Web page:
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Where are all the men in residential property management?


I recently attended three functions in two days which discussed the topic of diversity in the workforce. It prompted me to think about the residential property management sector, which i South Australia rather than being male dominated (which is often the theme of such events), this sector is heavily skewed towards women. Why is this the case?

I spent the early part of my career in residential property management working with 5 people, all women. My business, Edge Recruitment works with a large number of residential agencies and by far the majority of residential property management staff are women, as are most of the people that register with our organisation looking for property management roles.

 Two factors that I see contributing to this include: 

  • Traditionally, property managers have worked their way through the ranks of a real estate office, from administration level, through to property management assistant, then into property management. As the majority of admin staff are female, this flows through into property management. 
  • Salaries are lower in residential property management compared to roles at an equivalent level of responsibility in other industries. If males are the main income producer (which has historically been the case, but is changing), the salary may not have been at a level which was sustainable, with a definite ceiling to the maximum amount that could be earned.

To get a different perspective, I spoke with Darren Hunter, one of Australia's most highly respected and foremost property management trainers. At the risk of starting a battle of the sexes, Darren believes it is primarily related to the ability of women to be better at multi-tasking. Women inherently have more to juggle on a daily basis outside of their work-life (often running a household, managing children, shopping, cooking etc.), and can transfer those skills to the fast-paced and diverse role that is residential property management. 

Peter Treacy - Senior Property Manager at Harris Real Estate and winner (on more than one occasion) of REISA’s - Award for Excellence for Property Manager of the Year, is of a different opinion.  He sees the historical nature of reception/admin staff being promoted into property management as a key contributor. 

However, Peter believes there are more men coming into residential property management than ever before. He has observed that men aren't coming in at entry level, rather transitioning over from other industries in their 30's and 40's. This enables them to use their life skills and experience to cope better with the demands of property management. An increase in salary levels and raising the bar of the level of professionalism in the industry has also made the role more attractive as a career option. 

Both men agree that the imbalance doesn't necessarily need to be addressed - that it is just the way it is. Research would tell us that diversity is generally seen as important to a balanced and productive workforce. The question of whether women are innately better property managers, and whether we need to address the issue of gender diversity in residential property management I will throw over to you! What are your thoughts?

Read more about Darren Hunter

Read more about Peter Treacy

Who Pays for the Coffee?


A tongue-in-cheek look at the protocol of coffee meetings.

More than ever before we meet for business at a coffee shop. In the past, it was considered an informal way to meet, but increasingly it has become a place where networks are built and deals are done. Most business people have experienced that uncomfortable moment when the coffees have been ordered and each person awkwardly waits for the other to reach for their wallet. So, the pressing question remains - who pays for the coffee?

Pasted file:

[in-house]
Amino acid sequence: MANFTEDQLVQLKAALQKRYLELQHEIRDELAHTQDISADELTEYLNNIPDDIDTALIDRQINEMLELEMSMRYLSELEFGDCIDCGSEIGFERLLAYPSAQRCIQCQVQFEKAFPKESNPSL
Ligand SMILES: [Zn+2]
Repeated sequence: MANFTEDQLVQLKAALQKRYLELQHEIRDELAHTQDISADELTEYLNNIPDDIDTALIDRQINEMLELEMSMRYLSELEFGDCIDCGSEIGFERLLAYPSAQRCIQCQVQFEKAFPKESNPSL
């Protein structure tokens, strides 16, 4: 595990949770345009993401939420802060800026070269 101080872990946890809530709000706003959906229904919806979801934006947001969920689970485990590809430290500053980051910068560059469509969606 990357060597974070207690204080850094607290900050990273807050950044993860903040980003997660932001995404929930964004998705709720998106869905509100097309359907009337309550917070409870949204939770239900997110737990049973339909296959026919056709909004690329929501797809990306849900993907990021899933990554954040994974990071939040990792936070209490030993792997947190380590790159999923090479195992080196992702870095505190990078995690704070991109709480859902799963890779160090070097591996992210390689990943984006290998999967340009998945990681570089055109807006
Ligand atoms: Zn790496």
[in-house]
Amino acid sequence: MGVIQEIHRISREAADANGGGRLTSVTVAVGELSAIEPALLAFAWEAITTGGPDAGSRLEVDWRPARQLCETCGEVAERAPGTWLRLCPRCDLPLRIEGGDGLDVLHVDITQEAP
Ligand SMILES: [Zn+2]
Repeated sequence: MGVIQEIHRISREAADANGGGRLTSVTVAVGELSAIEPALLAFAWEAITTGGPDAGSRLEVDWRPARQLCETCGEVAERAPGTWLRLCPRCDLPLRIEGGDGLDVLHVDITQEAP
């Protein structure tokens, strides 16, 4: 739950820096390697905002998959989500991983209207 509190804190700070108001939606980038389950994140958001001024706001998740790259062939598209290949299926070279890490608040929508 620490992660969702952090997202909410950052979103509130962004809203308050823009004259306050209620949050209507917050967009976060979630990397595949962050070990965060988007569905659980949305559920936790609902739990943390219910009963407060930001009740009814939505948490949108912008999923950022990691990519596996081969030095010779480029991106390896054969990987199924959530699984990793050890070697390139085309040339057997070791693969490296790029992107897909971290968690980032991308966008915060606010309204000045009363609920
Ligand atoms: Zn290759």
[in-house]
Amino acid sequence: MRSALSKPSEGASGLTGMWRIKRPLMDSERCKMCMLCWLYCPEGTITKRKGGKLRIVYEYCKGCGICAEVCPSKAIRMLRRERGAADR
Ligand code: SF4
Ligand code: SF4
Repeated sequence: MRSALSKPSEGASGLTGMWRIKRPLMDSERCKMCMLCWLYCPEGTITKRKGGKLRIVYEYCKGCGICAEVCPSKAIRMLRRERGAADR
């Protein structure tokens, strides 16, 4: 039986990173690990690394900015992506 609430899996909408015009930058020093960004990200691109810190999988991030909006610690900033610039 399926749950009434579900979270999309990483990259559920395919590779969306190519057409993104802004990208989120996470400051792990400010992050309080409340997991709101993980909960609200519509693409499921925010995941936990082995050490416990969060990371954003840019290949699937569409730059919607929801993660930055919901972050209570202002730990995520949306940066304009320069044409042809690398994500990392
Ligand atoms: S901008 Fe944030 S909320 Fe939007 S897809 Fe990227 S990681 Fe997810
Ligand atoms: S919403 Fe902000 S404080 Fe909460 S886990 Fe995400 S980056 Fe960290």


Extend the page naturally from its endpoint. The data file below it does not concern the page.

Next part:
Here is my take on the correct protocol:   

  • The person who requested the meeting pays for the coffee. That is unless the person who requested the meeting is going to give business to the other party, or do them some sort of favour. For example, if you are meeting someone who wants to discuss possible job opportunities at your workplace.
  • If you are in South Australia and meeting a client for who works for local or state government at a coffee shop, you can't pay for the coffee. Due to laws surrounding abuse of public office, government workers cannot provide gifts to clients and suppliers. This includes small items such as coffee, so this instance, they will need to pay. Otherwise you can both have water, but that may make the coffee shop owner grumpy.
  • Do you have to order coffee? In short no - but unless it’s a really hot day it may seem unusual to invite someone for coffee and then not have one. Best to order something to be polite.
  • What if you don't drink coffee you ask? It is perfectly acceptable to order tea as a substitute for coffee. An iced coffee or bottle juice is also fine; however, it may be stretching the relationship if you expect your meeting buddy to pay for a $10 green smoothie with a shot of wheatgrass.
  • If you arrive early should you order a coffee? No - unless you really need a coffee fix and are paying for your coffee and your guests. Otherwise you risk looking tight if they arrive, you are drinking coffee and expect them to buy their own.
  • Can I order food? No. Unless it has been pre-arranged that you will both be eating (in which case you have organised to meet for lunch, not coffee) don't order food. Nothing is more awkward than one person eating while the two of you are trying to have a free-flowing conversation.
  • What if the person you invited decides to order food when you get there? That is fine, especially if they are going to give you some sort of business or doing you a favour. If that’s not the case, they just may be trying to get a free lunch.
  • Does it matter where we go for coffee? Absolutely. If you want to be seen out and about having coffee, head for the busiest coffee shops in your local business district. If discretion is important, consider your local McDonalds where the coffee is improving and your audience will be teenagers skipping school and frazzled mums with toddlers.